While there is no safe level for alcohol consumption in terms of health harms, governments introduce low-risk guidelines to help increase awareness and reduce the harm alcohol causes to people who consume it.
In the UK, low-risk alcohol consumption guidelines state no more than 14 units of alcohol per week with alcohol-free days in between.
The problem is that many UK citizens are unaware of these guidelines. As per the National Institute for Health Research (NIHR), less than one in four (8% to 25%) of the population know what the guidelines say. More than 10 million adults consume more alcohol than the weekly level of the guidelines.
Even if people were aware of the guidelines, another problem arises in terms of understanding how much alcohol is actually in one unit. Without knowing this people cannot calculate the units of alcohol to help them limit and reduce their alcohol consumption.
In the UK, one unit equals 10ml of pure alcohol. However, different alcohol products have different alcohol content and container sizes. For example wine generally has a lower alcohol content than liquor and there are different sized bottles of wine. This confuses consumers as to how many units are in a standard serving, such as a glass, and a full container, such as a bottle.
Since the existing industry standard label does not include the low-risk guidelines at all, it does not help citizens to make better choices for their health.
Manufacturers are not required to display any health warning, despite alcohol being the leading risk factor for premature death and disability in 15- to 49-year-olds,” said Lucy Holmes, Director of Research and Policy, Alcohol Change UK, as per NIHR.
The best we can expect is voluntary inclusion of the Chief Medical Officer’s guidelines text. However, 2020 research by the Alcohol Health Alliance found the guidelines were displayed on just 29% of labels.”Lucy Holmes, Director of Research and Policy, Alcohol Change UK
A solution to raise consumer awareness
The researchers of the study aimed to find a simple way to get rid of this confusion.
Researchers carried out an online survey to compare six enhanced label designs against the industry standard. The enhanced labels all included the size and number of units in a serving (such as a glass of wine) or container (the bottle). They also related the units to the weekly limit.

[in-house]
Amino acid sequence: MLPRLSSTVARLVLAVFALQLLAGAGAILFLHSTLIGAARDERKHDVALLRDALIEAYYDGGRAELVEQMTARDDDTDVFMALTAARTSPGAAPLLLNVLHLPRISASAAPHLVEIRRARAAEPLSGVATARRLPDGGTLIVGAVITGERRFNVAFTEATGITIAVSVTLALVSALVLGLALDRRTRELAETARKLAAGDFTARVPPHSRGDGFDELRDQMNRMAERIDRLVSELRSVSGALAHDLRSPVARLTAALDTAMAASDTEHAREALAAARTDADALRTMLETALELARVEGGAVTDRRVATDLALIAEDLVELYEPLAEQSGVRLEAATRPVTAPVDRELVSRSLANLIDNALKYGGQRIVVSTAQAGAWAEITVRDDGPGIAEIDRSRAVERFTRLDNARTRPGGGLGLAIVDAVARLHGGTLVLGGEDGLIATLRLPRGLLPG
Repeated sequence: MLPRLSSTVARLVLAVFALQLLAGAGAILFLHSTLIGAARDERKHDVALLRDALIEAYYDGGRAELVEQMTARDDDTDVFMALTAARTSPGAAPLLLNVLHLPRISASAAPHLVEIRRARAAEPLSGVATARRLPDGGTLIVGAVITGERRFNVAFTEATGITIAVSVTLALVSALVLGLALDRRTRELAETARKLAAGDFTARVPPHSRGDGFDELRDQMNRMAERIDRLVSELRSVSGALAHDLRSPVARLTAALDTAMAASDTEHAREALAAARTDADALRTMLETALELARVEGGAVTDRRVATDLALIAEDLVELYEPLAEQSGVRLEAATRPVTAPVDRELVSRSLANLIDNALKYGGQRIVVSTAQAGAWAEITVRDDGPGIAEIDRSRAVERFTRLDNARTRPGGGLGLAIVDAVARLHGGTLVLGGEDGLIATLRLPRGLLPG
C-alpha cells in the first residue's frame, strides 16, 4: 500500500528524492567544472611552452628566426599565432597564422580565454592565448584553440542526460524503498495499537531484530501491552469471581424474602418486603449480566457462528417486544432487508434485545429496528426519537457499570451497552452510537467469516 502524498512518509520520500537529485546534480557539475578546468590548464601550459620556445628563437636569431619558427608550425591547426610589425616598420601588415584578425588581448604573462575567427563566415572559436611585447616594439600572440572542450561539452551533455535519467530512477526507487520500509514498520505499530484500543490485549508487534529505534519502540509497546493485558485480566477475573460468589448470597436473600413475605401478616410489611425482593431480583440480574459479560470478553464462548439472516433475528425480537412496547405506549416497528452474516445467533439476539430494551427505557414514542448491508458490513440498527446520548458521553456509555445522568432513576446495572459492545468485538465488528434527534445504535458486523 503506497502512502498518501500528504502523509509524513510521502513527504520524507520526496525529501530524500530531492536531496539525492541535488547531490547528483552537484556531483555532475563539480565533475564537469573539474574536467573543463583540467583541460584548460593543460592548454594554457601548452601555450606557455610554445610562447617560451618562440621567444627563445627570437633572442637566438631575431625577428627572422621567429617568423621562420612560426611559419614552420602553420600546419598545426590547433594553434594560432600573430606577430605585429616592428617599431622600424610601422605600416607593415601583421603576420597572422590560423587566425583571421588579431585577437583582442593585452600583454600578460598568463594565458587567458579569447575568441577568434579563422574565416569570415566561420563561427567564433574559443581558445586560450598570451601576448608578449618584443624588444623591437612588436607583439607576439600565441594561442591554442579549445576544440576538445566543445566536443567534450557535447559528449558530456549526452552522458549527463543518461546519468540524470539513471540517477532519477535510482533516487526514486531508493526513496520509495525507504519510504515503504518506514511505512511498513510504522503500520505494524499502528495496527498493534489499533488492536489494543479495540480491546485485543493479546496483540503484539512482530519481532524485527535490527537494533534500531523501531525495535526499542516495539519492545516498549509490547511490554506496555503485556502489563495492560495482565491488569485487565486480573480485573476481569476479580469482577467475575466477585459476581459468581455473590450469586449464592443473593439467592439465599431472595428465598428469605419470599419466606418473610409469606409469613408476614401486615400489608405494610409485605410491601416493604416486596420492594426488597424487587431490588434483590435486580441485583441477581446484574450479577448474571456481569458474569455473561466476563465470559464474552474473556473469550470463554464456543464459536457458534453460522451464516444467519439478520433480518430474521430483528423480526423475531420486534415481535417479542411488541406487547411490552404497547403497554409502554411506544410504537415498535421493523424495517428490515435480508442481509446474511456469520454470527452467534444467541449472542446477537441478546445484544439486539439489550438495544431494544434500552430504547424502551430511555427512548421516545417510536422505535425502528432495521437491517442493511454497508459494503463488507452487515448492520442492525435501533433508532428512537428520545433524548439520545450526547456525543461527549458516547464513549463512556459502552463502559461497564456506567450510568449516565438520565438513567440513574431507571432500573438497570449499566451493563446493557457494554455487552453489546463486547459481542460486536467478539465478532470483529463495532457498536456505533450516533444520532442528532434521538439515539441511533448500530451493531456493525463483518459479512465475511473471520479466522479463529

More than 7,000 volunteers each saw one type of label on various alcohol products (beer, wine, liquor). 500 participants also saw a health warning.
The study found that all the enhanced label designs improved knowledge of the guidelines compared to the industry standard label. The best-performing designs showed a picture of containers, servings, or a pie-chart with the guidelines in a separate statement underneath. Knowledge of guidelines more than doubled (increased from 22% to around 50%) with these best-performing labels.
The researchers call for alcohol labels to change according to the best performing labels in this study: an explicit guideline statement, ideally under a picture.
The evidence is strong enough to implement. Labels which state the Low Risk [Alcohol Use] Guidelines on labels improved awareness,” said Natalie Gold, Deputy Head of Behavioural Insights, Public Health England, and Senior Research Fellow, Department of Philosophy, University of Oxford, as per NIHR.Natalie Gold, Deputy Head of Behavioural Insights, Public Health England, and Senior Research Fellow, Department of Philosophy, University of Oxford
Additionally the researchers recommend that interventions to improve people’s understanding of a ‘unit’ may help them accurately track their alcohol use. The researchers stress that the risk of health conditions increases with more alcohol. The guidelines are not a threshold for ‘safe’ alcohol use, nor are they a weekly ‘target’.
People have a right to accurate information and clear advice about alcohol and its health risks. The Government has a responsibility to ensure this information is provided in a clear and open way,” said Ms. Gold, as per NIHR.Natalie Gold, Deputy Head of Behavioural Insights, Public Health England, and Senior Research Fellow, Department of Philosophy, University of Oxford
The labels alone are not enough to help people change their behavior regarding alcohol use and protect them from its harms. A comprehensive package of alcohol policy solutions is needed for change. However, the public has a right to access accurate, clear information about products and alcohol labeling can fulfill that right.
Government needs to place mandatory requirements on alcohol manufacturers to display accessible information, on a par with other food and drinks, based on sound evidence of what works,” said Ms Holmes, as per NIHR.
This study shows that altering the format and content of labels can improve consumer understanding of health information and the risks of having alcohol above the low-risk guidelines, and we welcome its contribution to the growing evidence base about alcohol labelling.”Lucy Holmes, Director of Research and Policy, Alcohol Change UK